When I studied my Master’s eight years ago, academic research was mainly focused on the technical aspects of process mining with little (direct) practical relevance. Academic researchers ardently pursued topics such as theory of regions &Petri net algorithms, conformance checking topics of alignments with a*-algorithm and model fitness, reachability and soundness, and others. Of course, implemented as new ProM plug-ins.
As more and more organizations accelerate their digital transformation initiatives and adopt process mining to analyze and monitor their business processes, academic research has started to address the business application side of process mining as well.
In her bachelor thesis, Inge van Dijk from Utrecht University examined the factors contributing to a successful implementation of process mining within an organization. Her findings are based on an extensive literature review and supplemented by interviews with practitioners. I was invited to be one of these practitioners and was glad to share my personal views and provide input for this research. Below I list the process mining success factors as identified in the thesis and add my own interpretation.
As the famous saying goes “garbage in – garbage out”. Process mining, as any data analysis technique, stands or falls on the quality of the underlying data. A process mining analysis that is based on low-quality unrepresentative data has little or no value for the organization and more often than not leads to false conclusions.
Since process mining is still a rather innovative topic for most companies, take time to educate your stakeholders and subject matter experts on process mining techniques, what it can do and –even more importantly— what it cannot do. Demonstrate the possibilities of dedicated process mining tools and explain the benefits.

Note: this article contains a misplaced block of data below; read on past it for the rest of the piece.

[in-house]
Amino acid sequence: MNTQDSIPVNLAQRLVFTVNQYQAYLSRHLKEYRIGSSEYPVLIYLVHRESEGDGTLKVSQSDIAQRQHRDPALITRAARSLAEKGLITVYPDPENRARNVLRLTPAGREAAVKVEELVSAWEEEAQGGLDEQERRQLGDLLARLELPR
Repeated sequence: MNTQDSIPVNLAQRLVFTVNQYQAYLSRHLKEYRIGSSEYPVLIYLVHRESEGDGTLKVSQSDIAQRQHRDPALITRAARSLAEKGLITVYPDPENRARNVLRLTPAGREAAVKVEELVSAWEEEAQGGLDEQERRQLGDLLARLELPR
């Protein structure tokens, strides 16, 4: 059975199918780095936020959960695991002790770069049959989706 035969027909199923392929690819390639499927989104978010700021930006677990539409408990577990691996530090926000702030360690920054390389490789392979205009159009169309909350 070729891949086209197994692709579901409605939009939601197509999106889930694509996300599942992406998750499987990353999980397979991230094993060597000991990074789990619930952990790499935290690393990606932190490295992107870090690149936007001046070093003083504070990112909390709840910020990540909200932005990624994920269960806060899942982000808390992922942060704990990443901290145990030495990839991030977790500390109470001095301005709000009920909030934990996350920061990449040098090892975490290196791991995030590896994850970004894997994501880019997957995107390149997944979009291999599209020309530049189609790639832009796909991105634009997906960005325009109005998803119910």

I have written on the importance of top management support and endorsement in my previous article. This research confirms that top management support is critical, as often general staff does not have the resources or the authority to make impactful decisions.
Process mining analysis can result in a long list of insights and, consequently, many potential improvements. Restrain yourself from working on an unmanageable amount of improvements at any given time. Rather, focus on a small selection of the most promising areas, then iterate.
Dedication is understood as the willingness of senior management to allocate resources, both human resources as financial resources, to realize process improvements.
When it comes to understanding process behavior, context is key. If you leave the context out while interpreting the data, findings can be misleading. Data typically does not take into account local legislation or customer-specific requirements. That is why it is crucial to have a process expert be part of the core team in order to interpret data in the context of business process.
The purpose of process mining is not to reveal negative performance and find someone to blame. According to the research, a frequent mindset in companies that work with process mining is that disappointing performance indicators are a bad thing. This results in managers who do not want to show their process mining results, because they fear being reprimanded.
In contrast, process mining should be seen as an aid for continuous improvement and as a tool for spotting problems that could not be identified otherwise.
Based on research of Inge and my personal experience, several conditions have to be in place to make process mining successful within an organization.
Ekaterina Sabelnikova is Innovation Consultant at Philips Innovation Services